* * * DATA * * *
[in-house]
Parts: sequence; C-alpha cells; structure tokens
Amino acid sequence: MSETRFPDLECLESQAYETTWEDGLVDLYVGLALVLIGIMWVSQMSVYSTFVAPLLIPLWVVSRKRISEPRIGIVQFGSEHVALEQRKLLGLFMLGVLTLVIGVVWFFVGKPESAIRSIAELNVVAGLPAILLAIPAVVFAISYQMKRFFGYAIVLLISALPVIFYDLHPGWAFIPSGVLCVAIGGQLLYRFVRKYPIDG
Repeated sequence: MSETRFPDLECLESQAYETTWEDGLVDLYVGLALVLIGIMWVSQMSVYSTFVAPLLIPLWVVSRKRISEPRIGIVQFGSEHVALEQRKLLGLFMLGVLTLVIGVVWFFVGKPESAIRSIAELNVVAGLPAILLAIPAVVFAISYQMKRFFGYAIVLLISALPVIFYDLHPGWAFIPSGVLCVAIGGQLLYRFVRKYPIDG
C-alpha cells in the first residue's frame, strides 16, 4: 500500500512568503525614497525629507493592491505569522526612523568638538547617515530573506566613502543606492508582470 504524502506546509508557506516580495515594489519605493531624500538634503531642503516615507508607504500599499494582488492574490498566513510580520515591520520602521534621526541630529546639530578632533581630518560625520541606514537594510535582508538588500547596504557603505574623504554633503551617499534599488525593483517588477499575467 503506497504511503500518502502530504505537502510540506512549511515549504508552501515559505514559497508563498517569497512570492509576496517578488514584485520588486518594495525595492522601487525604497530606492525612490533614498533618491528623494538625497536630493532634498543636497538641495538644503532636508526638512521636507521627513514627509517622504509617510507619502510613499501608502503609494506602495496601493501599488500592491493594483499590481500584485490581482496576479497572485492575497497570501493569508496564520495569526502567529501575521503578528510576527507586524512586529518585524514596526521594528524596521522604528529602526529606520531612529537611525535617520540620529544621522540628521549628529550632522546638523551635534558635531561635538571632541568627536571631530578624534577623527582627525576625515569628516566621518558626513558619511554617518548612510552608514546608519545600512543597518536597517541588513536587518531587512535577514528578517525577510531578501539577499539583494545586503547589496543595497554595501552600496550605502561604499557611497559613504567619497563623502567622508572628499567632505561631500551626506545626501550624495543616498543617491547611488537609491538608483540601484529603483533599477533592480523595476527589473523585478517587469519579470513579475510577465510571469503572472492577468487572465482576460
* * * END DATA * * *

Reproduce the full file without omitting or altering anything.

[in-house]
Parts: sequence; C-alpha cells; structure tokens
Amino acid sequence: MSETRFPDLECLESQAYETTWEDGLVDLYVGLALVLIGIMWVSQMSVYSTFVAPLLIPLWVVSRKRISEPRIGIVQFGSEHVALEQRKLLGLFMLGVLTLVIGVVWFFVGKPESAIRSIAELNVVAGLPAILLAIPAVVFAISYQMKRFFGYAIVLLISALPVIFYDLHPGWAFIPSGVLCVAIGGQLLYRFVRKYPIDG
Repeated sequence: MSETRFPDLECLESQAYETTWEDGLVDLYVGLALVLIGIMWVSQMSVYSTFVAPLLIPLWVVSRKRISEPRIGIVQFGSEHVALEQRKLLGLFMLGVLTLVIGVVWFFVGKPESAIRSIAELNVVAGLPAILLAIPAVVFAISYQMKRFFGYAIVLLISALPVIFYDLHPGWAFIPSGVLCVAIGGQLLYRFVRKYPIDG
C-alpha cells in the first residue's frame, strides 16, 4: 500500500512568503525614497525629507493592491505569522526612523568638538547617515530573506566613502543606492508582470 504524502506546509508557506516580495515594489519605493531624500538634503531642503516615507508607504500599499494582488492574490498566513510580520515591520520602521534621526541630529546639530578632533581630518560625520541606514537594510535582508538588500547596504557603505574623504554633503551617499534599488525593483517588477499575467 503506497504511503500518502502530504505537502510540506512549511515549504508552501515559505514559497508563498517569497512570492509576496517578488514584485520588486518594495525595492522601487525604497530606492525612490533614498533618491528623494538625497536630493532634498543636497538641495538644503532636508526638512521636507521627513514627509517622504509617510507619502510613499501608502503609494506602495496601493501599488500592491493594483499590481500584485490581482496576479497572485492575497497570501493569508496564520495569526502567529501575521503578528510576527507586524512586529518585524514596526521594528524596521522604528529602526529606520531612529537611525535617520540620529544621522540628521549628529550632522546638523551635534558635531561635538571632541568627536571631530578624534577623527582627525576625515569628516566621518558626513558619511554617518548612510552608514546608519545600512543597518536597517541588513536587518531587512535577514528578517525577510531578501539577499539583494545586503547589496543595497554595501552600496550605502561604499557611497559613504567619497563623502567622508572628499567632505561631500551626506545626501550624495543616498543617491547611488537609491538608483540601484529603483533599477533592480523595476527589473523585478517587469519579470513579475510577465510571469503572472492577468487572465482576460